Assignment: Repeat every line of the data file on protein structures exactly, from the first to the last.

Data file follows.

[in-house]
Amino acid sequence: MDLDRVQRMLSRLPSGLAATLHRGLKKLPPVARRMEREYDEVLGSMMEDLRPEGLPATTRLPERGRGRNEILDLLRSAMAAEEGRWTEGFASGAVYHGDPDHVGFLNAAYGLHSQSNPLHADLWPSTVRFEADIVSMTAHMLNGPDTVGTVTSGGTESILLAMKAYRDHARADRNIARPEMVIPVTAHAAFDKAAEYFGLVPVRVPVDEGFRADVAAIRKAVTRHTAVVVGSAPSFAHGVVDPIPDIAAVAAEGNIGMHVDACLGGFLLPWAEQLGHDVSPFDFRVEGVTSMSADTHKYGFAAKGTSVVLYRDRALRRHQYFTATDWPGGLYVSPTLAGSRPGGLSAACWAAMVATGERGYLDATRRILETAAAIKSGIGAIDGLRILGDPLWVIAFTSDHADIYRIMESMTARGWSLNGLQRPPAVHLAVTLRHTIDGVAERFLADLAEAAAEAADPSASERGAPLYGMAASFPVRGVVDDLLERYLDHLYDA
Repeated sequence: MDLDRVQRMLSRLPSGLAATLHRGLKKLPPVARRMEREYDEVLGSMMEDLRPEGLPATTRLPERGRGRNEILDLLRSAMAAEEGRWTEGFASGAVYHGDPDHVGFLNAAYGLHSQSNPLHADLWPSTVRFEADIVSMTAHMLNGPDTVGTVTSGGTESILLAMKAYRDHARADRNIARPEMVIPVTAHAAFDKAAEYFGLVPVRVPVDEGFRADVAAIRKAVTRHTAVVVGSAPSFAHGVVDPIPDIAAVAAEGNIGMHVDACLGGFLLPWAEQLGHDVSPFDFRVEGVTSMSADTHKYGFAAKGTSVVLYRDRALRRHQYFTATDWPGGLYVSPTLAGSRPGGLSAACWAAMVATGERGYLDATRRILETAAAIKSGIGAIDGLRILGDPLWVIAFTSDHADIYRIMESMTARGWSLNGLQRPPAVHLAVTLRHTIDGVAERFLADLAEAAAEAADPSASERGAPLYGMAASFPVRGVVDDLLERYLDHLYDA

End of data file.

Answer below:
[in-house]
Amino acid sequence: MDLDRVQRMLSRLPSGLAATLHRGLKKLPPVARRMEREYDEVLGSMMEDLRPEGLPATTRLPERGRGRNEILDLLRSAMAAEEGRWTEGFASGAVYHGDPDHVGFLNAAYGLHSQSNPLHADLWPSTVRFEADIVSMTAHMLNGPDTVGTVTSGGTESILLAMKAYRDHARADRNIARPEMVIPVTAHAAFDKAAEYFGLVPVRVPVDEGFRADVAAIRKAVTRHTAVVVGSAPSFAHGVVDPIPDIAAVAAEGNIGMHVDACLGGFLLPWAEQLGHDVSPFDFRVEGVTSMSADTHKYGFAAKGTSVVLYRDRALRRHQYFTATDWPGGLYVSPTLAGSRPGGLSAACWAAMVATGERGYLDATRRILETAAAIKSGIGAIDGLRILGDPLWVIAFTSDHADIYRIMESMTARGWSLNGLQRPPAVHLAVTLRHTIDGVAERFLADLAEAAAEAADPSASERGAPLYGMAASFPVRGVVDDLLERYLDHLYDA
Repeated sequence: MDLDRVQRMLSRLPSGLAATLHRGLKKLPPVARRMEREYDEVLGSMMEDLRPEGLPATTRLPERGRGRNEILDLLRSAMAAEEGRWTEGFASGAVYHGDPDHVGFLNAAYGLHSQSNPLHADLWPSTVRFEADIVSMTAHMLNGPDTVGTVTSGGTESILLAMKAYRDHARADRNIARPEMVIPVTAHAAFDKAAEYFGLVPVRVPVDEGFRADVAAIRKAVTRHTAVVVGSAPSFAHGVVDPIPDIAAVAAEGNIGMHVDACLGGFLLPWAEQLGHDVSPFDFRVEGVTSMSADTHKYGFAAKGTSVVLYRDRALRRHQYFTATDWPGGLYVSPTLAGSRPGGLSAACWAAMVATGERGYLDATRRILETAAAIKSGIGAIDGLRILGDPLWVIAFTSDHADIYRIMESMTARGWSLNGLQRPPAVHLAVTLRHTIDGVAERFLADLAEAAAEAADPSASERGAPLYGMAASFPVRGVVDDLLERYLDHLYDA